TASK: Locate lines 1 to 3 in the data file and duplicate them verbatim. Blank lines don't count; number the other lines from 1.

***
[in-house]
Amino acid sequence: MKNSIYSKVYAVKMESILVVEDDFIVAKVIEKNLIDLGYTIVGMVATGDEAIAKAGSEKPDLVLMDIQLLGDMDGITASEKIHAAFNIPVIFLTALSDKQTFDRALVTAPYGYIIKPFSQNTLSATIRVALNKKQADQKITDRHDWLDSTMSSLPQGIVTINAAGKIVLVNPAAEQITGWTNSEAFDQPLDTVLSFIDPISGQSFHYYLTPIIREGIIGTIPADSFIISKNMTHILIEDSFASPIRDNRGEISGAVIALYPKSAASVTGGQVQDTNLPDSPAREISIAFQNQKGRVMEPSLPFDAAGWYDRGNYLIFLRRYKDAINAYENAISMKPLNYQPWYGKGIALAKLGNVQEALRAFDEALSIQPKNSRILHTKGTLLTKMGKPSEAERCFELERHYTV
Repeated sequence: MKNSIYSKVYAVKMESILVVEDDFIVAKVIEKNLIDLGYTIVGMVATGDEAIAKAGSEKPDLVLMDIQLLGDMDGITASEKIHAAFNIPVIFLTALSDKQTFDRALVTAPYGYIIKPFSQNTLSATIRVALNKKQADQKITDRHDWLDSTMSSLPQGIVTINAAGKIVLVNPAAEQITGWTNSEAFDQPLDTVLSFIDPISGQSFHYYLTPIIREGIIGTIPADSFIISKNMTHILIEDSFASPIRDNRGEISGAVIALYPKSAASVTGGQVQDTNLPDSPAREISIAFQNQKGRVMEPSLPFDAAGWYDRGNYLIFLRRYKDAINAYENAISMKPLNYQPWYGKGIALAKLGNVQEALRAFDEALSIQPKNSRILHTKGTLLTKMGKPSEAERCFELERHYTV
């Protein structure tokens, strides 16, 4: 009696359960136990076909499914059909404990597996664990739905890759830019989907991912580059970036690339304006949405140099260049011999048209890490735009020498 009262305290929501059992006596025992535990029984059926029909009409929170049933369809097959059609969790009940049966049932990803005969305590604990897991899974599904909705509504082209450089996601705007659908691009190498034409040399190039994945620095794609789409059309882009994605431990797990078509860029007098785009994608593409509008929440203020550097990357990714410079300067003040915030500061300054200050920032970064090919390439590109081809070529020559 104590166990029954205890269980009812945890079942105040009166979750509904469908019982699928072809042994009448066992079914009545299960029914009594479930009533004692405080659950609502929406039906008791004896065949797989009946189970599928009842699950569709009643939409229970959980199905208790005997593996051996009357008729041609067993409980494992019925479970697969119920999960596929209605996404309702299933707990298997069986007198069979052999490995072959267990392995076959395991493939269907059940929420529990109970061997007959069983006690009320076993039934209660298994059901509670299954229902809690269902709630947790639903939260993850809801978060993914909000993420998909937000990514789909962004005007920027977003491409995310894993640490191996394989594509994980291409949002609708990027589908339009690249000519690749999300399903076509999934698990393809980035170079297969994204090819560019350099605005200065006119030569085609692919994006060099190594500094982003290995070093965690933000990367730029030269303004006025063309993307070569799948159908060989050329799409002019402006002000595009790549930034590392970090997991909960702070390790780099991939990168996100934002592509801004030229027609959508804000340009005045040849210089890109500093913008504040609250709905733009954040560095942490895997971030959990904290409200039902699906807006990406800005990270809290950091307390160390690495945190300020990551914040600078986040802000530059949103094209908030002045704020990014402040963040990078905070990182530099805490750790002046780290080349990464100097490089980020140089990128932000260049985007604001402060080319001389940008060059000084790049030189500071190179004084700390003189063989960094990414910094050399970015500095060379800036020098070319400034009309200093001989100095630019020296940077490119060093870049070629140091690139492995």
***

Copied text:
[in-house]
Amino acid sequence: MKNSIYSKVYAVKMESILVVEDDFIVAKVIEKNLIDLGYTIVGMVATGDEAIAKAGSEKPDLVLMDIQLLGDMDGITASEKIHAAFNIPVIFLTALSDKQTFDRALVTAPYGYIIKPFSQNTLSATIRVALNKKQADQKITDRHDWLDSTMSSLPQGIVTINAAGKIVLVNPAAEQITGWTNSEAFDQPLDTVLSFIDPISGQSFHYYLTPIIREGIIGTIPADSFIISKNMTHILIEDSFASPIRDNRGEISGAVIALYPKSAASVTGGQVQDTNLPDSPAREISIAFQNQKGRVMEPSLPFDAAGWYDRGNYLIFLRRYKDAINAYENAISMKPLNYQPWYGKGIALAKLGNVQEALRAFDEALSIQPKNSRILHTKGTLLTKMGKPSEAERCFELERHYTV
Repeated sequence: MKNSIYSKVYAVKMESILVVEDDFIVAKVIEKNLIDLGYTIVGMVATGDEAIAKAGSEKPDLVLMDIQLLGDMDGITASEKIHAAFNIPVIFLTALSDKQTFDRALVTAPYGYIIKPFSQNTLSATIRVALNKKQADQKITDRHDWLDSTMSSLPQGIVTINAAGKIVLVNPAAEQITGWTNSEAFDQPLDTVLSFIDPISGQSFHYYLTPIIREGIIGTIPADSFIISKNMTHILIEDSFASPIRDNRGEISGAVIALYPKSAASVTGGQVQDTNLPDSPAREISIAFQNQKGRVMEPSLPFDAAGWYDRGNYLIFLRRYKDAINAYENAISMKPLNYQPWYGKGIALAKLGNVQEALRAFDEALSIQPKNSRILHTKGTLLTKMGKPSEAERCFELERHYTV